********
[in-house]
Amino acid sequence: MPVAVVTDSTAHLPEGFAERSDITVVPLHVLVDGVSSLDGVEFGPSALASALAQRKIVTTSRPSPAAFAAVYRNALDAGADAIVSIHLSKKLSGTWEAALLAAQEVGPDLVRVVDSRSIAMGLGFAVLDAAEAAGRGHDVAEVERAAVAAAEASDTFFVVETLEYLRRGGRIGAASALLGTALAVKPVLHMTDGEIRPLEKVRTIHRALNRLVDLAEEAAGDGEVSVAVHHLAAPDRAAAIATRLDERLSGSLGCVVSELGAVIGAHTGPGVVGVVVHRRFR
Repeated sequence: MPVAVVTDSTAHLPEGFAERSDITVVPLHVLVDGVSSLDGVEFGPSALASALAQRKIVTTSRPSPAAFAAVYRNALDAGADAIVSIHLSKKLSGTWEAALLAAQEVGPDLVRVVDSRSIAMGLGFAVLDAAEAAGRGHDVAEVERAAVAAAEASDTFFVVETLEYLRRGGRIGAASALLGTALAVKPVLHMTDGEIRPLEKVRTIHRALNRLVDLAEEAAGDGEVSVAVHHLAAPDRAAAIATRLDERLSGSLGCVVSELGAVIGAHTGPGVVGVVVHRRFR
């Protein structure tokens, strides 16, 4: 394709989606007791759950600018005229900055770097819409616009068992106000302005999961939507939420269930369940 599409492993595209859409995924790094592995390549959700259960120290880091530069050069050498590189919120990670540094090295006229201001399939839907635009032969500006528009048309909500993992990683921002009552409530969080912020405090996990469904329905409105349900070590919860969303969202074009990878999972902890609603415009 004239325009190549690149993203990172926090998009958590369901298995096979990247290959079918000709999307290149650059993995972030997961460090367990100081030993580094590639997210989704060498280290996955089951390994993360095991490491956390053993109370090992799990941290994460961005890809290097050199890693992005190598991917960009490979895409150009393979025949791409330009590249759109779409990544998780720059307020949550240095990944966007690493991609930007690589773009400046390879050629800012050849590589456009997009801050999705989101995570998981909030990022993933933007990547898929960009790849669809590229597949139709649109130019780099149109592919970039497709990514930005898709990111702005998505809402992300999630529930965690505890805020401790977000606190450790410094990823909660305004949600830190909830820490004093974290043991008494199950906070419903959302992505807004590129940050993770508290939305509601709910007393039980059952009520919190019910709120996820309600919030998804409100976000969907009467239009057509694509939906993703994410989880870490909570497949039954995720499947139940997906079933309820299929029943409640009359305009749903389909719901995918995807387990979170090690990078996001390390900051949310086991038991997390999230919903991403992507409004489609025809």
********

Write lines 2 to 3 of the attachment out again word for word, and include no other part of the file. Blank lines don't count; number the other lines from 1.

Amino acid sequence: MPVAVVTDSTAHLPEGFAERSDITVVPLHVLVDGVSSLDGVEFGPSALASALAQRKIVTTSRPSPAAFAAVYRNALDAGADAIVSIHLSKKLSGTWEAALLAAQEVGPDLVRVVDSRSIAMGLGFAVLDAAEAAGRGHDVAEVERAAVAAAEASDTFFVVETLEYLRRGGRIGAASALLGTALAVKPVLHMTDGEIRPLEKVRTIHRALNRLVDLAEEAAGDGEVSVAVHHLAAPDRAAAIATRLDERLSGSLGCVVSELGAVIGAHTGPGVVGVVVHRRFR
Repeated sequence: MPVAVVTDSTAHLPEGFAERSDITVVPLHVLVDGVSSLDGVEFGPSALASALAQRKIVTTSRPSPAAFAAVYRNALDAGADAIVSIHLSKKLSGTWEAALLAAQEVGPDLVRVVDSRSIAMGLGFAVLDAAEAAGRGHDVAEVERAAVAAAEASDTFFVVETLEYLRRGGRIGAASALLGTALAVKPVLHMTDGEIRPLEKVRTIHRALNRLVDLAEEAAGDGEVSVAVHHLAAPDRAAAIATRLDERLSGSLGCVVSELGAVIGAHTGPGVVGVVVHRRFR